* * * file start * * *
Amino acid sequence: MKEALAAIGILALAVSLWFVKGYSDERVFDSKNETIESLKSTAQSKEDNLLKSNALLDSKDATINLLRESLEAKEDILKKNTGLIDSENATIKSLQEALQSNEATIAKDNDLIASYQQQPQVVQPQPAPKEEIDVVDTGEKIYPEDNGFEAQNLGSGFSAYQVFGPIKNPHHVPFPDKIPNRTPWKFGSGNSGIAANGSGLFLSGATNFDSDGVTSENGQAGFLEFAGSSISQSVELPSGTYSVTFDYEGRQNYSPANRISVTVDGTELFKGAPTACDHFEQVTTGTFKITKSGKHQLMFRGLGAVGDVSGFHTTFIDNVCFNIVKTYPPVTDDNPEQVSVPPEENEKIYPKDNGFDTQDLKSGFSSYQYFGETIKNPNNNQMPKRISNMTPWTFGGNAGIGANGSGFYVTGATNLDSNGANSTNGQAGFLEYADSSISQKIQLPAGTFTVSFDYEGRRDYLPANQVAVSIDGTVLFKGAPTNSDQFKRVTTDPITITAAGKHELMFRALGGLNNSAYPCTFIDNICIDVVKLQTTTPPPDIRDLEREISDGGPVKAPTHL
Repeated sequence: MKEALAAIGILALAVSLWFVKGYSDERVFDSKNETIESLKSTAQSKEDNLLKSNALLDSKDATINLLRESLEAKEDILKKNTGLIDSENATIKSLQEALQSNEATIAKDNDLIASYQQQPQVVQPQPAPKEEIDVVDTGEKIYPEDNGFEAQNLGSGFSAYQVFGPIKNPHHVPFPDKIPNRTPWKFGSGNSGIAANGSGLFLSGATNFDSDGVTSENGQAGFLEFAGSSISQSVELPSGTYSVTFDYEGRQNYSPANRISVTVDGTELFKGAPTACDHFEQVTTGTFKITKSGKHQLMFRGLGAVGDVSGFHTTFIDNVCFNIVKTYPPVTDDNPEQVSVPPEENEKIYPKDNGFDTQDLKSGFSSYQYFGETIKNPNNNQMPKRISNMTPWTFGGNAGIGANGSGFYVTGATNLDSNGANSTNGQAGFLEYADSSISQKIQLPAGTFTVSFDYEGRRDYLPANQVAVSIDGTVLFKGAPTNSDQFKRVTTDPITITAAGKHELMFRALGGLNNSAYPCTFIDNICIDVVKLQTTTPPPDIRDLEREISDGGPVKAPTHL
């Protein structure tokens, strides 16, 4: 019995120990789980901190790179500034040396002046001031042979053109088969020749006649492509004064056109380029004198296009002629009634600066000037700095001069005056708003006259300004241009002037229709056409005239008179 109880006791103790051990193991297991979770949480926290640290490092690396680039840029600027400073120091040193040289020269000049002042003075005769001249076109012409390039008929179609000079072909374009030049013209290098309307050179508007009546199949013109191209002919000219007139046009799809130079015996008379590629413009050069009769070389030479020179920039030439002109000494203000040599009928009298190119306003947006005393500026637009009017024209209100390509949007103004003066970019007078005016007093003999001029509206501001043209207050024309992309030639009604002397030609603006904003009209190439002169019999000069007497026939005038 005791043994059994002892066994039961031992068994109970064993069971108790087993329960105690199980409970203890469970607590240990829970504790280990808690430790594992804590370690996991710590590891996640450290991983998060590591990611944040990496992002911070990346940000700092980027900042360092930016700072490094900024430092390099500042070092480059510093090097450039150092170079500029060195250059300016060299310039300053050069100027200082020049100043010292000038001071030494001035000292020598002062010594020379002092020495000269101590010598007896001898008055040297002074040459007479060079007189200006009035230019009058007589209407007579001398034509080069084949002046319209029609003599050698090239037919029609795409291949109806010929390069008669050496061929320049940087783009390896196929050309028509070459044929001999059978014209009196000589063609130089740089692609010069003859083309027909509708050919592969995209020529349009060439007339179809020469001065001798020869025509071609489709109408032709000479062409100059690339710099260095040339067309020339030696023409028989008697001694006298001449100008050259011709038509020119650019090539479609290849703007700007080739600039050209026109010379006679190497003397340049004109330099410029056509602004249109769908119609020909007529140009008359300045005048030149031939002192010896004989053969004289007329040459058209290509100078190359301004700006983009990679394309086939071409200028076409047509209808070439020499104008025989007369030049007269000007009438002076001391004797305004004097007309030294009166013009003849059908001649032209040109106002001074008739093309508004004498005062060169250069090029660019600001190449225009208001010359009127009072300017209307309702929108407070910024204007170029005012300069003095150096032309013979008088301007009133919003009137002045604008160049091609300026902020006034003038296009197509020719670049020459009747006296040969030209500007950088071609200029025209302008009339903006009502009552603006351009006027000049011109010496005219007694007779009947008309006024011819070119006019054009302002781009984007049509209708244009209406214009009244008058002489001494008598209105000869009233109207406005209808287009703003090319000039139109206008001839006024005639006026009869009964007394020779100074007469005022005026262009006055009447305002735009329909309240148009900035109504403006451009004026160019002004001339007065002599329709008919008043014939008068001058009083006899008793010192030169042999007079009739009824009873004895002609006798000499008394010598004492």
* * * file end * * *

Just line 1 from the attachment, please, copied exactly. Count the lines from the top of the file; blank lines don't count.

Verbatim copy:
Amino acid sequence: MKEALAAIGILALAVSLWFVKGYSDERVFDSKNETIESLKSTAQSKEDNLLKSNALLDSKDATINLLRESLEAKEDILKKNTGLIDSENATIKSLQEALQSNEATIAKDNDLIASYQQQPQVVQPQPAPKEEIDVVDTGEKIYPEDNGFEAQNLGSGFSAYQVFGPIKNPHHVPFPDKIPNRTPWKFGSGNSGIAANGSGLFLSGATNFDSDGVTSENGQAGFLEFAGSSISQSVELPSGTYSVTFDYEGRQNYSPANRISVTVDGTELFKGAPTACDHFEQVTTGTFKITKSGKHQLMFRGLGAVGDVSGFHTTFIDNVCFNIVKTYPPVTDDNPEQVSVPPEENEKIYPKDNGFDTQDLKSGFSSYQYFGETIKNPNNNQMPKRISNMTPWTFGGNAGIGANGSGFYVTGATNLDSNGANSTNGQAGFLEYADSSISQKIQLPAGTFTVSFDYEGRRDYLPANQVAVSIDGTVLFKGAPTNSDQFKRVTTDPITITAAGKHELMFRALGGLNNSAYPCTFIDNICIDVVKLQTTTPPPDIRDLEREISDGGPVKAPTHL